City Council to send letter in opposition to stay-at-home order extension

Santa Clarita City Hall, as pictured on Feb. 26. Dan Watson/The Signal
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By Caleb Lunetta & Tammy Murga

With a projected $10 million revenue loss for Santa Clarita, the City Council is sending a letter to Los Angeles County expressing opposition to any additional extensions of its safer-at-home order that expires Friday, which has kept people in quarantine and temporarily closed multiple businesses since March.

The decision comes after the City Council unanimously voted Tuesday to send the county the letter, as well as coordinate a meeting with county Supervisor Kathryn Barger, whose 5th District includes the Santa Clarita Valley, to further voice the community’s concerns about reopening. Council members also discussed reaching out to the cities of Palmdale and Lancaster about possibly starting a coalition.

Tuesday’s City Council meeting was primarily scheduled for a discussion on the state and county phased plans aimed at incrementally reopening California and its local governments’ economies. On Friday, the state and the county entered into a new phase, where higher-risk businesses, such as bookstores, florists and retail, received the green light to reopen, albeit with the directive to operate with safety measures in place.

But after comments made by the county’s Department of Public Health director earlier on Tuesday, which prompted a clarification by the county Board of Supervisors, the council prioritized a discussion about the resolution to oppose safer-at-home extensions.

“I think a lot of residents previously were under the impression that they have to bring an end to the state or the county ‘Safer-At-Home’ order, even though I think we expected that there probably would be an extension,” said Santa Clarita Mayor Cameron Smyth. “(But) the comments from the public health officer today certainly raises concerns.”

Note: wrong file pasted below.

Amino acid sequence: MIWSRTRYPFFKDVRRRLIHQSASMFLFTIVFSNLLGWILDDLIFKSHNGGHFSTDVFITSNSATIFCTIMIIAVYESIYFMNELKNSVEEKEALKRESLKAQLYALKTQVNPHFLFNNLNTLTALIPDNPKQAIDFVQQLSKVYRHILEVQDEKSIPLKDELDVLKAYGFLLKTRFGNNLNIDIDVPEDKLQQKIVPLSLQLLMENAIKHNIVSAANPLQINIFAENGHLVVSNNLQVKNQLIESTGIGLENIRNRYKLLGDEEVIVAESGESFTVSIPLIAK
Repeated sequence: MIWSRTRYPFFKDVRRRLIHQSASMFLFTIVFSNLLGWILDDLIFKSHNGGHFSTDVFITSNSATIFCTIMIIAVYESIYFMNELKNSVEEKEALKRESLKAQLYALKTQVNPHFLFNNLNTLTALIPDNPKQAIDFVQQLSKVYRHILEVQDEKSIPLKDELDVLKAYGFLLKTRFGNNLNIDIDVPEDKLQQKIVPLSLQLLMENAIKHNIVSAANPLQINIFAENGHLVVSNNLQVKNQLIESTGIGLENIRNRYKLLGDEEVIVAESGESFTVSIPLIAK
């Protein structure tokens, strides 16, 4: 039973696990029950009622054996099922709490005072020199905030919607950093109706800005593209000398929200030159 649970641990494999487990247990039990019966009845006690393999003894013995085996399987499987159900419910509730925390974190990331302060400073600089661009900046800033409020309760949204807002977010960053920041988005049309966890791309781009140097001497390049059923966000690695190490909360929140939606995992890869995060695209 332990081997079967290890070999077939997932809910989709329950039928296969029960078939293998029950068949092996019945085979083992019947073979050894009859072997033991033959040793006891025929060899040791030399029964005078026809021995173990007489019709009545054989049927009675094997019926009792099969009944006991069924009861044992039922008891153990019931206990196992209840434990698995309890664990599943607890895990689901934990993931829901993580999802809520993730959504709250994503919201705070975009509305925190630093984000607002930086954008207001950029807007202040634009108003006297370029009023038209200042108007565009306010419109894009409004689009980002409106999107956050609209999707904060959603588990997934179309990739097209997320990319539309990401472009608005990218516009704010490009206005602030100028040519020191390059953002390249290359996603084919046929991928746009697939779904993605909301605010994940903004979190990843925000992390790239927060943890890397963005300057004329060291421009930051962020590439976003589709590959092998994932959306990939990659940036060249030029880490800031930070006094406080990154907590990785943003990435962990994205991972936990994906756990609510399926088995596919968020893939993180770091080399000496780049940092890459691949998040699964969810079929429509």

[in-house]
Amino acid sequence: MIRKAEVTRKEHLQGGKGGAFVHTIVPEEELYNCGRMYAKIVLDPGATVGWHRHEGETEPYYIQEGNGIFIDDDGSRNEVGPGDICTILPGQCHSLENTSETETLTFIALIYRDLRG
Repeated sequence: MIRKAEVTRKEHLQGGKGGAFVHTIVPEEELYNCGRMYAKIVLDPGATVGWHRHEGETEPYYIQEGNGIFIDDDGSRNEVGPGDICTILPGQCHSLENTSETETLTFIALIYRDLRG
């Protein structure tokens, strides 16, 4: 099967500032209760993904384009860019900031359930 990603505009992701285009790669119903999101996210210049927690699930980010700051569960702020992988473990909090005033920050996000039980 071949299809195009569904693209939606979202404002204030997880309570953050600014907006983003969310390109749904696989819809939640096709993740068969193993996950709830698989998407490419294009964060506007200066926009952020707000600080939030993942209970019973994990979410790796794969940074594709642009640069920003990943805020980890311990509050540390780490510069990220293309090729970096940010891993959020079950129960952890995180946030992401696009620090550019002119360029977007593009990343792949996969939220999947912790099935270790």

“I think we all agree that we should send correspondence to the county, prior to May 15, voicing Santa Clarita is in opposition to any extension of the order without specific guidelines or roadmaps that are clear for businesses,” said Smyth.

Smyth then voiced his support for a more regional approach to the orders, and suggested a possible discussion in the future about northern L.A. County — with Santa Clarita, Palmdale and Lancaster — creating its own “North County Coalition.”

The governor, as well as health officers, are allowed to issue orders in the event of a health crisis, said Santa Clarita City Attorney Joseph Montes. Some people may question the extent to which the orders are allowed to extend, but Santa Clarita, Montes added, would be subject to the orders.

“Under the current circumstances, the county health orders govern conduct in the city and are enforceable by the Sheriff’s (Department),” said Montes.

City Manager Ken Striplin said the city of Santa Clarita is subject to the state and county’s orders, but had not been consulted on the creation of the stay-at-home orders. This fiscal year, Striplin said, the city would be losing revenue of about $10 million and it probably will be similar for the next fiscal year.

“In 25 years I’ve never seen inside of my computer and watched emails come in, back to back to back,” said Striplin, in regard to the amount of feedback residents sent to City Hall after news broke of a possible extension to the county stay-at-home order.

During the Board of Supervisors’ meeting, Public Health Director Barbara Ferrer said there would be a health officer order in place over the next three months. Multiple media reports later suggested the county was extending its “Safer at Home” order through the end of July, which Barger, said was taken out of context. Her statement read:

“Relaxing the restrictions in the ‘Safer at Home’ order is an important focus for the county, which will be done gradually over the next few months. I am eager to reopen more of L.A. County as soon as it’s safe to do so, in collaboration with our health experts, community leaders, businesses and residents, with best practices in place to ensure our overall health and well-being. These decisions will be guided by the latest science and data collected. I’m confident that the more our communities continue to comply, the sooner we can resume normalcy.”

A number of residents and business leaders entered public comments during the meeting regarding the decision by the council on whether to voice opposition to any extension to the stay-at-home order. And of those who submitted written comments, 25 supported some form of action being taken by the council and one in opposition.

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